6

The code

template <typename T>
void foo(const T& t)
{}

template <typename T>
class A
{
    template <>
    friend void foo<T>(const T& t)
    {}
};

gives compile error

"defining explicit specialization ‘foo<T>’ in friend declaration friend void foo<T>(const T& t)"

when compiling with gcc and

"error C3637: 'A<int>::foo' : a friend function definition cannot be a specialization of a unction template"

when compiling in VS2013

I understand that standard says so, but why? I want to understand the reason(under the hood) There are many articles where written "An explicit specialization cannot be a friend declaration.", but I can't understand why. Any ideas?

  • 1
    gcc reports explicit specialization in non-namespace scope 'struct A<T>' and template-id 'foo<T>' in declaration of primary template for the given code. – eerorika Jan 4 '15 at 15:41
  • sorry I copy paste from another source – Vahagn Babajanyan Jan 4 '15 at 15:42
  • Explicit specializations prevent implicit instantiation. Every time you instantiate A for a new set of template arguments, you'd add another explicit specialization of foo. It is ill-formed, No Diagnostic Required, to add that specialization if foo has already been implicitly instantiated for the same template arguments [temp.expl.spec]/6. – dyp Jan 4 '15 at 15:48
  • @dyp if I understand clearly your comment, it is true for every function template specialization in class template, not only for friends? but compile errors are about friend function specialization. I think there is something special for friends, besides mentioned in your comment – Vahagn Babajanyan Jan 7 '15 at 19:30
  • This is true for any kind of template (implicit instantiation before explicit specialization with the same template arguments is ill-formed, NDR). The way new explicit specializations would be added by the code you've shown however make it very likely for such violations to occur, since a) the new specializations would be added implicitly and b) in another scope than the primary template. – dyp Jan 7 '15 at 19:59
6

Declaring an explicit specialization inside a class template for the first (and possibly only) time would mean that the explicit specialization is only "existing" once the template has been instantiated - regardless from whether the declaration is dependent on a template parameter or not. This creates many problems and would cause violations of the ODR in various scenarios, many of which would be presumably ill-formed NDR; Mainly because of the paragraph mentioned by @dyp in the comments, [temp.expl.spec]/6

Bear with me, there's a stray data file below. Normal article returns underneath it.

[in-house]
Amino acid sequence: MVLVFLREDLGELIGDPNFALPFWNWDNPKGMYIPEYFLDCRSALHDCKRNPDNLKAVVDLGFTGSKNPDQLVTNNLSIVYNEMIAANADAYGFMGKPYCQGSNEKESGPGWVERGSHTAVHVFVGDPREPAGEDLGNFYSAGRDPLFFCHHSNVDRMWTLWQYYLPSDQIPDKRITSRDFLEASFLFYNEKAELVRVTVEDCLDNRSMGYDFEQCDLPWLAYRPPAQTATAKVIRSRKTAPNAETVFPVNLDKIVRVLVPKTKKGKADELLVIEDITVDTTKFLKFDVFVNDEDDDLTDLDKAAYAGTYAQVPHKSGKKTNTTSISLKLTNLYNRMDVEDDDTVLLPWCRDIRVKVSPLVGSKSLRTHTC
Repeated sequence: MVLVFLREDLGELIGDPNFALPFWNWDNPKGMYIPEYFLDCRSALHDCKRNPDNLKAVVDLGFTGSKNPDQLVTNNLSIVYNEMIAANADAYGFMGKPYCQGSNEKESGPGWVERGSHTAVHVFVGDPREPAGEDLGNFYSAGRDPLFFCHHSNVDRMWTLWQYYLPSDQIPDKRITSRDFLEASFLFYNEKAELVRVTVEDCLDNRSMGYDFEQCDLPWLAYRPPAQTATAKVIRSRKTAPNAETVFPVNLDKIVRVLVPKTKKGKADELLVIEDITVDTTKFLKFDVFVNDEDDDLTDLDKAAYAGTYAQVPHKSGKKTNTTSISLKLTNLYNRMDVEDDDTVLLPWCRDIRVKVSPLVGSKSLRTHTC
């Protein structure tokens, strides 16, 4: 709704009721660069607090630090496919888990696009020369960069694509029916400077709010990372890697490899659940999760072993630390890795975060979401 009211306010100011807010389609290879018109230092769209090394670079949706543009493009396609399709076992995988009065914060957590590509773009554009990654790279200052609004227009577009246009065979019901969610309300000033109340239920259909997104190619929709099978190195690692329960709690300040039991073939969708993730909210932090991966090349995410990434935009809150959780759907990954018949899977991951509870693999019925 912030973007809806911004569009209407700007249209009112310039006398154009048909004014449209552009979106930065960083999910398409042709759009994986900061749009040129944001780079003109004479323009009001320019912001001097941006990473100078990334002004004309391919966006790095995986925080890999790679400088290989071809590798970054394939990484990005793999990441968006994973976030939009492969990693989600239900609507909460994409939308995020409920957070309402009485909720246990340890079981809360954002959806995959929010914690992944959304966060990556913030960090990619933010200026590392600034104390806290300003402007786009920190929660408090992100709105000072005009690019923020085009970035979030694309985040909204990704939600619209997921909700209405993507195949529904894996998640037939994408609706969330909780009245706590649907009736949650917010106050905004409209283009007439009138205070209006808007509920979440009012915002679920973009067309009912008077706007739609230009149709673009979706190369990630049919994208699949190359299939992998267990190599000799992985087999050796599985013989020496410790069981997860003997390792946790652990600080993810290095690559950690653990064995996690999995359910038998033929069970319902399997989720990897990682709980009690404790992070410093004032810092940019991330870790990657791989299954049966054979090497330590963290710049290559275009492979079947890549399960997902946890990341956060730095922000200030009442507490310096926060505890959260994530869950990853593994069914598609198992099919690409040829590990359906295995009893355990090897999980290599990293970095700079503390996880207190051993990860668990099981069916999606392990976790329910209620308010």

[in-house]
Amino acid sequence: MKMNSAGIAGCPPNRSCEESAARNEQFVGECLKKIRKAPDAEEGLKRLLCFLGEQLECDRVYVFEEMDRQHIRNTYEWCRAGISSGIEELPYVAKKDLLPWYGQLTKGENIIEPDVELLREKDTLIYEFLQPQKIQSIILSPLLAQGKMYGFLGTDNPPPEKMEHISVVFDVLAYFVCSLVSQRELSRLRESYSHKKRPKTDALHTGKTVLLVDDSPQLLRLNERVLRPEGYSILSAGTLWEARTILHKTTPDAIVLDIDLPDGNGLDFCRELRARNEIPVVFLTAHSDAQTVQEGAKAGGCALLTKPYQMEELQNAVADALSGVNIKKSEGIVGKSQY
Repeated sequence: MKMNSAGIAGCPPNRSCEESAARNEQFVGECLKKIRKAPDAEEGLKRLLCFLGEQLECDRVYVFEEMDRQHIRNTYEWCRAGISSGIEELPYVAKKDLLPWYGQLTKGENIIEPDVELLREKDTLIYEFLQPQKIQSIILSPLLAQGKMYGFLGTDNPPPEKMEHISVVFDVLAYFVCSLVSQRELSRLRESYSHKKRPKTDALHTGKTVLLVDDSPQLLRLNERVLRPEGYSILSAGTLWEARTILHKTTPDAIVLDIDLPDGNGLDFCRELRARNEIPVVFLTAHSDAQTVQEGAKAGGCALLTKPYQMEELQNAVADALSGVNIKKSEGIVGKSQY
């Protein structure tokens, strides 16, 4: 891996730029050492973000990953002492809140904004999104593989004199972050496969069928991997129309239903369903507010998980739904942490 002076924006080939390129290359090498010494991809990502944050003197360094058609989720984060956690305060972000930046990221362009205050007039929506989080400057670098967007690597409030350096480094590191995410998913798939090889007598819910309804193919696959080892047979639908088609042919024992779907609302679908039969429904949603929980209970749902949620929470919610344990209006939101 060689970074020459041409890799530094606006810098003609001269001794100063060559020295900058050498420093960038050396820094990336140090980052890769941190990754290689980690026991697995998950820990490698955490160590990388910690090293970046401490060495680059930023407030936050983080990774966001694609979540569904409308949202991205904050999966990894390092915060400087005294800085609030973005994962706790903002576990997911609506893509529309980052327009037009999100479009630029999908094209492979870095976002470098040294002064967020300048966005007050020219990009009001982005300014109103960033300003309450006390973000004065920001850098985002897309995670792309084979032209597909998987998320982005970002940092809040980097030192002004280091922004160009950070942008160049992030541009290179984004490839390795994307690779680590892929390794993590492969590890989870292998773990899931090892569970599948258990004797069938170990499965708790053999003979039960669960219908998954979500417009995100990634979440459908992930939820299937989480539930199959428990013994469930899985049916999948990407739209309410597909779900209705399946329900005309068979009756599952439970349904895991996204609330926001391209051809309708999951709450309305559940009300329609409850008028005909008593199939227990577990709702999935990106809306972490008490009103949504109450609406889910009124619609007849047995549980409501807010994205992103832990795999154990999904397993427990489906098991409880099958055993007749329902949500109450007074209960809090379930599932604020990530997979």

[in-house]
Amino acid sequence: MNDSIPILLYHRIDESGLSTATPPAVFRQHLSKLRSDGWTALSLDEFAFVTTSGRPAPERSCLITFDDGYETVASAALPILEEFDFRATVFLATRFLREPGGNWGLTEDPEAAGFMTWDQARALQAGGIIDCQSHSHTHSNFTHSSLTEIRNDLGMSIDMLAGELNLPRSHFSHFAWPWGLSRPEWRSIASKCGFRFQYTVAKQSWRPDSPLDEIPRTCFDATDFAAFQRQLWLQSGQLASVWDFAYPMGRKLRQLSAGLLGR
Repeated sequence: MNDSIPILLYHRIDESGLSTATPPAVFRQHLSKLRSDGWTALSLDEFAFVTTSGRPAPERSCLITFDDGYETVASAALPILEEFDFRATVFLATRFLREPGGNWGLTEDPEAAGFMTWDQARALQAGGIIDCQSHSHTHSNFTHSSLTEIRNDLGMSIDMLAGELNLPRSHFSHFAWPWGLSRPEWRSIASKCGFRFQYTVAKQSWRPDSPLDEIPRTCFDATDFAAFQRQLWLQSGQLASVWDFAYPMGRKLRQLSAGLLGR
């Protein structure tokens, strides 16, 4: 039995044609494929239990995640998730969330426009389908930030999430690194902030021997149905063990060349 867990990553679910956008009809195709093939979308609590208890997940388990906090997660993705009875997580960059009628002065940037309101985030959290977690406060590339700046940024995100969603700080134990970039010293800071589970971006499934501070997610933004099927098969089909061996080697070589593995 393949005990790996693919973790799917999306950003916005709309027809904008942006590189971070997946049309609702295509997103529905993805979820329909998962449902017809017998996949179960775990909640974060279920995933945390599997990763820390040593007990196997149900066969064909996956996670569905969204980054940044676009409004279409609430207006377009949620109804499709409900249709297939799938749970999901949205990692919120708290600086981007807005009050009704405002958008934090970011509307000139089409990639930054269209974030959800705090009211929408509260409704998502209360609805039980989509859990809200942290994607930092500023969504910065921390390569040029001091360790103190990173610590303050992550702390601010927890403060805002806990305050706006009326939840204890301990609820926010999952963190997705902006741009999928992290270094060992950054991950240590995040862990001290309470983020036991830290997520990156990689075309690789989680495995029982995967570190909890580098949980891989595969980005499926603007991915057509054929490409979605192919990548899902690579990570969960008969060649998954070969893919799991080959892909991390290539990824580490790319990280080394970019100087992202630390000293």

Moreover, a friend function definition inside a class without an exterior declaration makes this function only invokeable via ADL. Clearly it would be absolutely nonsensical if an explicit specialization is only applicable when the call has associating argument types - again, not to mention the violations of the ODR.

Those and other reasons make such a construct far too complicated too allow, while not being very beneficial: What you can simply do is adding the specialization as a friend, not in any way indicating whether this specialization is instantiated or explicitly specialized.

friend void foo<T>(const T&);

Any explicit specialization can then be added in namespace-scope.

  • Or you could overload, by defining a non-template friend function inside. – dyp Jan 4 '15 at 16:37
  • For completeness, a friend function definition inside a class does generally allow the function to be invoked without ADL, just not using the in-class declaration. As long as an out-of-class declaration is available, it's fine, so: struct S { friend void f() { } } void f(); int main() { f(); } is perfectly valid. But, explicit template specialisations need those explicit specialisations to be declared whenever they are used, so an in-class declaration would not be good enough. – user743382 Jan 4 '15 at 18:13
  • 1
    @Columbo Thanks for answer but could you please explain ADL case more clearly, I don't understand the problem. If function template specialization defined in class then it should take an argument of the class or a class derived from that, as ADL mechanism should work. So what is the problem with template specialization definition with such(class or derived) argument? – Vahagn Babajanyan Jan 8 '15 at 18:16

Your Answer

By clicking “Post Your Answer”, you agree to our terms of service, privacy policy and cookie policy

Not the answer you're looking for? Browse other questions tagged or ask your own question.